Health Care Providers

A Letter from the State Health Officer

Dear Alabama Health Care Providers:

Our WIC program has been successful because it recognizes the far-reaching implications of proper maternal and early childhood nutrition. The individuals who originally planned the WIC program had the foresight to combine nutrition education, nutritious foods, and health care oversight in a program that provided not just immediate food benefits, but education to influence eating habits for a lifetime.

Over 70 studies have demonstrated WIC's effectiveness. WIC produces positive prenatal and birth outcomes and improves children's health.

WIC prevents future health problems, resulting in a stronger and healthier Alabama through reduced health care costs, children ready to learn, and a productive work force for the future.

The Alabama WIC program also positively impacts our state's economy. Over 900 grocery stores participate in the Alabama WIC program and accept WIC food instruments for the supplemental foods and special formulas provided by WIC. Over $78,000,000 per year is spent in Alabama groceries for WIC food items. WIC food instruments are used every month to buy more than 300,000 gallons of milk, 150,000 gallons of fruit juice, 150,000 dozen eggs, and 57,000 pounds of peanut butter for over 75,000 Alabama women and children. Our WIC program also services over 30,000 Alabama infants.

Please join us in building a healthier Alabama. You can help by:

  • Mentioning the benefits of WIC as a health and nutrition program to all families.
  • Displaying Alabama WIC posters and brochures in your office.
  • Including WIC information in education or enrollment packets.
  • Providing medical information when possible to shorten the time families need to spend at WIC certification appointments.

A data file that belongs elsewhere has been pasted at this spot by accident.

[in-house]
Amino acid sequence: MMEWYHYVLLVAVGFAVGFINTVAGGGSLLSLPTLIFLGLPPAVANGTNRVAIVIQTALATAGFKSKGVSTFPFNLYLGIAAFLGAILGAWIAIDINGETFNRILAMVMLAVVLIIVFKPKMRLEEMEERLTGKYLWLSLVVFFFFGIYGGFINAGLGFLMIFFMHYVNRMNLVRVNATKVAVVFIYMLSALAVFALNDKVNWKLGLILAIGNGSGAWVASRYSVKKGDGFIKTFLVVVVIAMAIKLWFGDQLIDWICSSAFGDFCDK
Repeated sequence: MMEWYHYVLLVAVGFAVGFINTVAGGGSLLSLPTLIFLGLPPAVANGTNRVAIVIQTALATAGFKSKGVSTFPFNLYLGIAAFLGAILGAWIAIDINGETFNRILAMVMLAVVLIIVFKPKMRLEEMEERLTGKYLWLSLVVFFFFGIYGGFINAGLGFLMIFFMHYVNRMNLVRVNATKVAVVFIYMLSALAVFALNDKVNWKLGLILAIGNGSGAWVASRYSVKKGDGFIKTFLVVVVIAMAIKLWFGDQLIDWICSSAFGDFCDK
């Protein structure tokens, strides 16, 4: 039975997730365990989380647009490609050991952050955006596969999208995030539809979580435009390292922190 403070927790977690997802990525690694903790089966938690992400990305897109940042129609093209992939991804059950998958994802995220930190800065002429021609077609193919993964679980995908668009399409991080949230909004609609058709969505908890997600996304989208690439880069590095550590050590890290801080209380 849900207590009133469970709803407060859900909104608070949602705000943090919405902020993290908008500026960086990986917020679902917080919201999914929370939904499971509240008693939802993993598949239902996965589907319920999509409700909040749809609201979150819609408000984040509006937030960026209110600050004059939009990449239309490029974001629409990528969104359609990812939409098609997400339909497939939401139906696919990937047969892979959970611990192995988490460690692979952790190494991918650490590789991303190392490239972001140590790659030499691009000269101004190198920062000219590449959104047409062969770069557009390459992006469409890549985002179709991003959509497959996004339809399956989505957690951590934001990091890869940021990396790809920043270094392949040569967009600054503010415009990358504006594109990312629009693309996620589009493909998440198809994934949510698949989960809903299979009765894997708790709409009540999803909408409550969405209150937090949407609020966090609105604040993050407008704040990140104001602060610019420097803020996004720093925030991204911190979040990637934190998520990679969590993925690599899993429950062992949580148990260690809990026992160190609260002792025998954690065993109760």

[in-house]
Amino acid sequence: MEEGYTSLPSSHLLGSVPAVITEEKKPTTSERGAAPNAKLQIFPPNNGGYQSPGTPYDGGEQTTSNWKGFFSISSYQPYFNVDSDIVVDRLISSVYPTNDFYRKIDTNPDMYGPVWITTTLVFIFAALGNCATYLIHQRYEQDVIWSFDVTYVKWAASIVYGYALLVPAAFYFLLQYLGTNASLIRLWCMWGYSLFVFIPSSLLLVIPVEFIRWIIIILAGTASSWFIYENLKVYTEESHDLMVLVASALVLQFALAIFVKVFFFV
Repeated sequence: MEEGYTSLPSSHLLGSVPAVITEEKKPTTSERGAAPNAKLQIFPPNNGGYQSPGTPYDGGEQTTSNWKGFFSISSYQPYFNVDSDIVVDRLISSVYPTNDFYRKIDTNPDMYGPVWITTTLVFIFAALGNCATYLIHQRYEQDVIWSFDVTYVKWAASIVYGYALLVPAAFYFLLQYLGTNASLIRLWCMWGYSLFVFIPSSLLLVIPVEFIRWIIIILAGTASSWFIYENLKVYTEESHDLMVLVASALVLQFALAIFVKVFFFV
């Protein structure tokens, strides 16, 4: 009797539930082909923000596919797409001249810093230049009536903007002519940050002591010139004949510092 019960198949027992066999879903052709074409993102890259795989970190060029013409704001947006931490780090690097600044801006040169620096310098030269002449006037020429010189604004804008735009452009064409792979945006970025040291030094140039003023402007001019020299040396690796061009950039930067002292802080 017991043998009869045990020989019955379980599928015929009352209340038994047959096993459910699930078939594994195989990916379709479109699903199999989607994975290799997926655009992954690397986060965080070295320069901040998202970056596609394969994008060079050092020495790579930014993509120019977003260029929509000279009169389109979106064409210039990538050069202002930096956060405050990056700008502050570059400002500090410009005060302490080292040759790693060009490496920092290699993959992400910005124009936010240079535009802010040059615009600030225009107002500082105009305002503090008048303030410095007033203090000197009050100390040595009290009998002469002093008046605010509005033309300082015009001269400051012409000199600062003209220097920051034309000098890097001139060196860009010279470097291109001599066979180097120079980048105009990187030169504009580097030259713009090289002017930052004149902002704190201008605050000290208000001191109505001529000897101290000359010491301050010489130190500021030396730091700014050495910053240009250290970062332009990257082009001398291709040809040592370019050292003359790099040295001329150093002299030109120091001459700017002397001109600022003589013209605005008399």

WIC services are provided in every county in Alabama.

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WIC Prescription Forms

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WIC Eligibility

Who is eligible for WIC? More families than you might think. WIC serves Alabama residents who are:

  • Pregnant;
  • Breastfeeding, for up to one year postpartum;
  • Women who are not breastfeeding, for six months postpartum; and
  • Children under five years old.

These residents must also meet WIC income guidelines and have a medical or nutritional need. The guideline is 185% of the poverty level set by the federal government and is based on household size. Medical and nutritional needs are determined at the WIC certification appointment. Examples of qualifying needs include:

  • Medical conditions that affect food intake or nutrition status;
  • Abnormal height or weight measurements;
  • Low intake of essential nutrients; or
  • Conditions that predispose a person to inadequate nutrition patterns like lead poisoning, teen pregnancy, alcohol or drug abuse.

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Page last updated: October 20, 2017